A leader in the social movement that achieved Trinidad and Tobago’s independence from Britain in 1962, Eric Williams (1911–1981) served as its first prime minister. Although much has been written about Williams as a historian and a politician, Maurice St. Pierre is the first to offer a full-length treatment of him as an intellectual. St. Pierre focuses on Williams's role not only in challenging the colonial exploitation of Trinbagonians but also in seeking to educate and mobilize them in an effort to generate a collective identity in the struggle for independence. Drawing on extensive archival research and using a conflated theoretical framework, the author offers a portrait of Williams that shows how his experiences in Trinidad, England, and America radicalized him and how his relationships with other Caribbean intellectualsalong with Aimé Césaire in Martinique, Juan Bosch in the Dominican Republic, George Lamming of Barbados, and Frantz Fanon from Martiniqueenabled him to seize opportunities for social change and make a significant contribution to Caribbean epistemology.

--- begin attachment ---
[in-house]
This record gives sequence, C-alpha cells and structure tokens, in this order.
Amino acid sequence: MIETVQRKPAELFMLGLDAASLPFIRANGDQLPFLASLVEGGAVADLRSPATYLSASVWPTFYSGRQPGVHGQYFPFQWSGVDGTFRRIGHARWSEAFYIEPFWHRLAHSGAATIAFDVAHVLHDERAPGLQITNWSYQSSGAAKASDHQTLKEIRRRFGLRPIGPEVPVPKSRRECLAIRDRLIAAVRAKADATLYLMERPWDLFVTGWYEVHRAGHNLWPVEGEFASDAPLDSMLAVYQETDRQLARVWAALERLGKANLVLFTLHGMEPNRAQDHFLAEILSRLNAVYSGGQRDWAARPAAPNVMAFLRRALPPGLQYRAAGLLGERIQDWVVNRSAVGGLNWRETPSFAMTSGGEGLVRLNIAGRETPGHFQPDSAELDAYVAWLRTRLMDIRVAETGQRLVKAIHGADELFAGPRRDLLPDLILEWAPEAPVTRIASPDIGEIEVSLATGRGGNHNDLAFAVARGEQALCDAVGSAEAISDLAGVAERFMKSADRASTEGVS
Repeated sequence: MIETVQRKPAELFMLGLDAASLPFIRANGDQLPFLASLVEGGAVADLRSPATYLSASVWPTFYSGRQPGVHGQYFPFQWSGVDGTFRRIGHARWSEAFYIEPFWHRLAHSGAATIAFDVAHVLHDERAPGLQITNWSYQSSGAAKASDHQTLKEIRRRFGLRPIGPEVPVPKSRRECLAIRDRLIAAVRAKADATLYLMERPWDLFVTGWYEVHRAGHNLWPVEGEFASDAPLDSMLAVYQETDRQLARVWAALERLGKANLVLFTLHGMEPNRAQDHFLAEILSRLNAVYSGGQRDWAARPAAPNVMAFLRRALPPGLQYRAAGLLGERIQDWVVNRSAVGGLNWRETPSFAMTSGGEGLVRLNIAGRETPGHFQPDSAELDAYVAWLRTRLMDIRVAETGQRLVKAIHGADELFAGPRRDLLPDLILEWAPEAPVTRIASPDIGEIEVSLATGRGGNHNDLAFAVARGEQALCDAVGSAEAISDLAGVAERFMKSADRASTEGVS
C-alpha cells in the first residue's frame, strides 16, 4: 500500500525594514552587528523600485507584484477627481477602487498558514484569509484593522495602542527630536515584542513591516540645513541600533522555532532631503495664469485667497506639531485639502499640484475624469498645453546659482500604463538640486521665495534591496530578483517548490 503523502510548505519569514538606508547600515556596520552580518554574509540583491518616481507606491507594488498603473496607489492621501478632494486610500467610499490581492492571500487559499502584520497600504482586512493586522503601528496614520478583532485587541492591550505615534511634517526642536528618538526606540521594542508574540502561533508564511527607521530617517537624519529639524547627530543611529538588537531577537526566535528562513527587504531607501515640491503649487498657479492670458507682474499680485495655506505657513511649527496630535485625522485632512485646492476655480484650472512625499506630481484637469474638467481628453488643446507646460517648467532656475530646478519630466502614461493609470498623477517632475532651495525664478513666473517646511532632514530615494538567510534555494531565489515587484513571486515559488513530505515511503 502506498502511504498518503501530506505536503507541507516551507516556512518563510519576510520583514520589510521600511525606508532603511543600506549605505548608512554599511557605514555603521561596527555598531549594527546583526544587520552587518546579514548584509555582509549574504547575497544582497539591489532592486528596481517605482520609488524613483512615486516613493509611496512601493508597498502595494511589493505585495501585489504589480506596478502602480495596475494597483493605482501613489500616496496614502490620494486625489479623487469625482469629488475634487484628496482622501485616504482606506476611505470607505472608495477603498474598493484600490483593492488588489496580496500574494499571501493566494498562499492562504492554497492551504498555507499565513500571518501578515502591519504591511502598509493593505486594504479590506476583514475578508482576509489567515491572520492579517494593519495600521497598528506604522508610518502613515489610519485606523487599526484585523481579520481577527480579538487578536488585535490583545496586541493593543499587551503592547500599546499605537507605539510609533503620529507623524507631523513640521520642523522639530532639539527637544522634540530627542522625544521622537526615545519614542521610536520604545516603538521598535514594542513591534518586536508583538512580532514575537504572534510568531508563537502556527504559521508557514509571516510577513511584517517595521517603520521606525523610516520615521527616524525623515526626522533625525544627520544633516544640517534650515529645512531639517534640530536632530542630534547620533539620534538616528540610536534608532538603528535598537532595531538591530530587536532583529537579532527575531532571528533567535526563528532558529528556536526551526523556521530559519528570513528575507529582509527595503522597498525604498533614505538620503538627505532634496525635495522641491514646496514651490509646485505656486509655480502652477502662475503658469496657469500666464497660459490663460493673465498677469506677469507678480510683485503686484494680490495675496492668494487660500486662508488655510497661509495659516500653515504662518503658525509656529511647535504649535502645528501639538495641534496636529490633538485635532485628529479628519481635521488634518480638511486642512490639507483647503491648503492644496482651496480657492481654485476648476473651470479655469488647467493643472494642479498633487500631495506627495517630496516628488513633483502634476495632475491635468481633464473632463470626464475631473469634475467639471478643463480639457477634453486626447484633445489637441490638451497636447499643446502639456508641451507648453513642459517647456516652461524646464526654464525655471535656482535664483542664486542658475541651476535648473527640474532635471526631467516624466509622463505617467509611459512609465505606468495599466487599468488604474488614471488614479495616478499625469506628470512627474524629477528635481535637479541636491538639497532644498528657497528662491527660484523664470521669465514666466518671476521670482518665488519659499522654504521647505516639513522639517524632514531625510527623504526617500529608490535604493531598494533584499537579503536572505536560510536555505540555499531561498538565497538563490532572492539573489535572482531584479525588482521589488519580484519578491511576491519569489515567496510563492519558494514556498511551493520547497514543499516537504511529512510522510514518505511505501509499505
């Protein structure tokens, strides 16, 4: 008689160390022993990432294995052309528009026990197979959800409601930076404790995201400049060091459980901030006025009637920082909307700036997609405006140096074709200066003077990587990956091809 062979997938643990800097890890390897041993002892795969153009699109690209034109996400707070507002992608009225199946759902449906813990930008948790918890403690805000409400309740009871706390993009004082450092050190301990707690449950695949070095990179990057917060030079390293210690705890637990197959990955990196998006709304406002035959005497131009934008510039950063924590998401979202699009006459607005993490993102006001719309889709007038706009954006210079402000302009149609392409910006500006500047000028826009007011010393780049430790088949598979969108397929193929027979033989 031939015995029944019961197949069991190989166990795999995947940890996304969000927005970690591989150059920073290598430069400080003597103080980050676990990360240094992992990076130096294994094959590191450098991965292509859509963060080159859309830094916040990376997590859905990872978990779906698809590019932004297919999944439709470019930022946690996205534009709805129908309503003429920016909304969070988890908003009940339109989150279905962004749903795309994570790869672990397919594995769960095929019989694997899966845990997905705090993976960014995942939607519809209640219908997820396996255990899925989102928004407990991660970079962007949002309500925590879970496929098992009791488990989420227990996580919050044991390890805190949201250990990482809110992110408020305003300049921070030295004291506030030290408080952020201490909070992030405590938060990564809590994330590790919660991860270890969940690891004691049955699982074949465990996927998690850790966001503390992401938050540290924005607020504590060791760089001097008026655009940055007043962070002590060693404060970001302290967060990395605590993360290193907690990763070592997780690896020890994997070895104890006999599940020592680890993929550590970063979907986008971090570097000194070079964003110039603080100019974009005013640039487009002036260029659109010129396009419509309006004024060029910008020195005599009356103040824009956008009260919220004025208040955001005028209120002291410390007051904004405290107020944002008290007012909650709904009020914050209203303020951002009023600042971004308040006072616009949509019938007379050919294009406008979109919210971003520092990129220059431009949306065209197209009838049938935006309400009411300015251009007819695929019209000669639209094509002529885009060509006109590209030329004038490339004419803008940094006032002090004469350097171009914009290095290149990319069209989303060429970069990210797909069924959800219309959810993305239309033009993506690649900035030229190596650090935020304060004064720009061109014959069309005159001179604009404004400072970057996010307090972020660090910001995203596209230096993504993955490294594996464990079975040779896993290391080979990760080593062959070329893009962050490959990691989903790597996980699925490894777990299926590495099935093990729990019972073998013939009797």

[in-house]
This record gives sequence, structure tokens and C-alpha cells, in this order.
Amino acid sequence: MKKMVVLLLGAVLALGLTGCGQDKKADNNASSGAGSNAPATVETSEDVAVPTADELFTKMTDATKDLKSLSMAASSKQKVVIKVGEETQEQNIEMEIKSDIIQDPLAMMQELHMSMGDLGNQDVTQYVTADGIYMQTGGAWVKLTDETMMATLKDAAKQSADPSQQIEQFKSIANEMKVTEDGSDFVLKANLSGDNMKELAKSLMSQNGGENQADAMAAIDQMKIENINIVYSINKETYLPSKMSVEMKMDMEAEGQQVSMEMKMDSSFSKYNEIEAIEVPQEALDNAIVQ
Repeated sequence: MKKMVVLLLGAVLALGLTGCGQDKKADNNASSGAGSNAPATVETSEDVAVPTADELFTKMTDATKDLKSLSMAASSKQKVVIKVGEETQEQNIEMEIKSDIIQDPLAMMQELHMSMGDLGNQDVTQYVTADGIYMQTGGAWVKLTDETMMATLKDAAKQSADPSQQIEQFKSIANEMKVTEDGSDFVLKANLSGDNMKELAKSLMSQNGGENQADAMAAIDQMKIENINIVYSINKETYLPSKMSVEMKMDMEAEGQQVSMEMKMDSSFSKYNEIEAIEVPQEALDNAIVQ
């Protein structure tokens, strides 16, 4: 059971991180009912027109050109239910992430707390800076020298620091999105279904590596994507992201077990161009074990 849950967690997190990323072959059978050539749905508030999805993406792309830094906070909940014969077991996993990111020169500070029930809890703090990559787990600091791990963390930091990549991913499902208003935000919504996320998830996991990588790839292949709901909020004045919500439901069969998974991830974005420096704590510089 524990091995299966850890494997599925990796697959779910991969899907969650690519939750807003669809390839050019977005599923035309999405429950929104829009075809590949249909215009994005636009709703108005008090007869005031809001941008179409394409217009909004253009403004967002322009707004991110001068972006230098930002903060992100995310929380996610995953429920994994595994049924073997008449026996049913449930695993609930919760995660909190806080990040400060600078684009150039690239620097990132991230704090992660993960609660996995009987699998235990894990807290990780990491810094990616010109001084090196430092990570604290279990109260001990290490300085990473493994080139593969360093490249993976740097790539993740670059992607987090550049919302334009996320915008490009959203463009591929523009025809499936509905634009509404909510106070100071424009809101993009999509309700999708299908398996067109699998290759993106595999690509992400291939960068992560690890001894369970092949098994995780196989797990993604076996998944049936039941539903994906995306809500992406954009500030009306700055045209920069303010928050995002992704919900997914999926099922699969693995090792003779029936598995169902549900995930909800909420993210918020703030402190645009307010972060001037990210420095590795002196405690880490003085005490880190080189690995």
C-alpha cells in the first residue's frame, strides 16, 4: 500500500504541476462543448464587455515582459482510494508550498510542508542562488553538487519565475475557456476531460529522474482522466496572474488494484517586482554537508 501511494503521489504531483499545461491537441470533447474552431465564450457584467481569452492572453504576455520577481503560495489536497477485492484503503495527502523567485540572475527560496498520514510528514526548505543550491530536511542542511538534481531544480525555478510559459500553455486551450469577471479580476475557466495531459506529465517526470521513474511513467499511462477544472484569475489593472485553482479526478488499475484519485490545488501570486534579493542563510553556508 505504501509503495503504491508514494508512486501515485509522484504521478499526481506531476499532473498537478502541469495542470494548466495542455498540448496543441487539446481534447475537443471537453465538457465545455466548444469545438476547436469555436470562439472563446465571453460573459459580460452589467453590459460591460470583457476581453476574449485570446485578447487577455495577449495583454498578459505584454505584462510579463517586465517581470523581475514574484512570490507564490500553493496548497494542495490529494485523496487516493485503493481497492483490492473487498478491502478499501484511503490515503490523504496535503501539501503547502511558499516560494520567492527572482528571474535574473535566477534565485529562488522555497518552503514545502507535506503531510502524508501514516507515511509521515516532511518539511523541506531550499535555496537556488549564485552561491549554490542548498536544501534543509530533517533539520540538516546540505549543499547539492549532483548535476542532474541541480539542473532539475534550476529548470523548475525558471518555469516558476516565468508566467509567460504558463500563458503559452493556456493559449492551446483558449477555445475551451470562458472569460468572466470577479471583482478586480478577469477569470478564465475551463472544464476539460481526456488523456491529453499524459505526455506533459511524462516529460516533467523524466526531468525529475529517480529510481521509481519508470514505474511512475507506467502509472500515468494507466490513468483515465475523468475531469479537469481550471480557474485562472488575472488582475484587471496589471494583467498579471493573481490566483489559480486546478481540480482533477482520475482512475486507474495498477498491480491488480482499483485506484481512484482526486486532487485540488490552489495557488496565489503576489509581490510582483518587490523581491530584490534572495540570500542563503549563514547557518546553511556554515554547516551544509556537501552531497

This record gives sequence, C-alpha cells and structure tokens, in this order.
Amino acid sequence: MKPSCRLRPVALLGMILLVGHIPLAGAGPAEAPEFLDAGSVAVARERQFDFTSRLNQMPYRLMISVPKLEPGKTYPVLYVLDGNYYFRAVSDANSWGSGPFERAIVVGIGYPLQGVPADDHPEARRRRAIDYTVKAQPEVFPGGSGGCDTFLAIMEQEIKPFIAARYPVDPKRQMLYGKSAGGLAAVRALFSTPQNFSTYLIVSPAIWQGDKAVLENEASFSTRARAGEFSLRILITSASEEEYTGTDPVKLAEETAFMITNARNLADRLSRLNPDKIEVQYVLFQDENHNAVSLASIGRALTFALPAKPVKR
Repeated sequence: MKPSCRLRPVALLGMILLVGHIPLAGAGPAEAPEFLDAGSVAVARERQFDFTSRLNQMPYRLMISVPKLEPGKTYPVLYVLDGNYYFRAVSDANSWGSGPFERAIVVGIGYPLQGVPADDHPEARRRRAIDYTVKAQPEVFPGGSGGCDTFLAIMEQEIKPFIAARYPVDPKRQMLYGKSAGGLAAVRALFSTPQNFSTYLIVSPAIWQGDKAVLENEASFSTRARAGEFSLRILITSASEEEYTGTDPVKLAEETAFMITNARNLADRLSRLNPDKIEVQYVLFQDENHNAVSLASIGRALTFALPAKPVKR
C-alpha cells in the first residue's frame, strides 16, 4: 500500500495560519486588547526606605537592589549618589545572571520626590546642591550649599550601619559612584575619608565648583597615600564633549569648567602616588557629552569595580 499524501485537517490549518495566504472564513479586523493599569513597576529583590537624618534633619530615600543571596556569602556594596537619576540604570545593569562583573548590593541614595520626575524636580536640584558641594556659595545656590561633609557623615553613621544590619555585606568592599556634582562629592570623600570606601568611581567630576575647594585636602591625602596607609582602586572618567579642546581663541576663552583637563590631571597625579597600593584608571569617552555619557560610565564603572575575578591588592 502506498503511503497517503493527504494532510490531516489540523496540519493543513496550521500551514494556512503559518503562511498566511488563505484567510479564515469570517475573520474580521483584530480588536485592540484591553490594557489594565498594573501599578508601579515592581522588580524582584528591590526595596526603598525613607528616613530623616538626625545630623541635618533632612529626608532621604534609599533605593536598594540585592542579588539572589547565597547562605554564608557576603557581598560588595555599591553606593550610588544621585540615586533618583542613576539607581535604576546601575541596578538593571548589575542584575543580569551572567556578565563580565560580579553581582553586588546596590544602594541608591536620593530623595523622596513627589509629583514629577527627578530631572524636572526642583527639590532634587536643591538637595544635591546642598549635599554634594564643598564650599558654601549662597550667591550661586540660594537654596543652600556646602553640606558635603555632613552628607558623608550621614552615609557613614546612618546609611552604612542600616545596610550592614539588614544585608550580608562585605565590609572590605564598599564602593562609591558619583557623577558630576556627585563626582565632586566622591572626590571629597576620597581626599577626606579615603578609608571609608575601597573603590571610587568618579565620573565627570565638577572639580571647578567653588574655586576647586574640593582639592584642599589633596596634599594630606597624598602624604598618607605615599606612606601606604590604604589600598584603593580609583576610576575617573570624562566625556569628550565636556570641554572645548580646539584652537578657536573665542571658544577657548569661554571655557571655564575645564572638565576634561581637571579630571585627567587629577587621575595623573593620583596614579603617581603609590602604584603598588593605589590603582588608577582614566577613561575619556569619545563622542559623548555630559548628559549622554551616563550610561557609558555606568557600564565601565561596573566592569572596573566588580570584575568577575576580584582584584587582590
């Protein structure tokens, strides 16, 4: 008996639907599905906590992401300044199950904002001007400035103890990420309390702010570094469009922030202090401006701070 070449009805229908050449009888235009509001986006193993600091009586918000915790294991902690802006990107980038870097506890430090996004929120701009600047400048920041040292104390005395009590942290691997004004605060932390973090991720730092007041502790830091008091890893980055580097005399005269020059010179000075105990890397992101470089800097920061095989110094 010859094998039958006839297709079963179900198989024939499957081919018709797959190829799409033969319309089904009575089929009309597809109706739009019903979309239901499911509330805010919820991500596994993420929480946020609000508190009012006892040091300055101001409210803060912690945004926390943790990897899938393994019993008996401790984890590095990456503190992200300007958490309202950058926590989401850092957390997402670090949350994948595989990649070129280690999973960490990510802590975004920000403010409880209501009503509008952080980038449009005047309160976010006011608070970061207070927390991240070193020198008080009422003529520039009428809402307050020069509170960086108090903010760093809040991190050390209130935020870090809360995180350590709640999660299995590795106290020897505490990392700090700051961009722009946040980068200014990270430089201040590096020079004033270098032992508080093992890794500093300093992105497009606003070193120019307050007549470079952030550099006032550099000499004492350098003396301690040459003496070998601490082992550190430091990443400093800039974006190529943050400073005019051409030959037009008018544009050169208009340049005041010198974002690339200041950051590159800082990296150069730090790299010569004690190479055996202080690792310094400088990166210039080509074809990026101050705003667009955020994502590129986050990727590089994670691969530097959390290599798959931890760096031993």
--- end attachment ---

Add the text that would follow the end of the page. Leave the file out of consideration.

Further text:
About the Author
Maurice St. Pierre, author of Anatomy of Resistance: Anti-Colonialism in Guyana, 1823–1966, is Professor Emeritus of Sociology and Anthropology at Morgan State University.
Table of Contents
1 Colonialism in Early Twentieth-Century Trinidad and Tobago: The Construction of a Socially Dishonored Status 11
2 Life Abroad: The Academic Intellectual and the Struggle for Credentialism 33
3 The Native Son Returns: The Public Intellectual and the Quest for Credibility 52
4 In Search of Relevance: The "University of Woodford Square" and the Political Party Paper 71
5 Exploiting the Political-Opportunity Structure: The Emergence of the People's National Movement Parry 88
6 From Pedantic Visionary to Elected Politician 116
7 The Bachacs Confront the "Hydra-Head" of Colonialism: The American Presence in Trinidad and Tobago 142
8 Caliban and the Anticolonial Tradition 171
Afterword: The Head That Wears the Crown Lies Uneasy 201
Selected Bibliography 231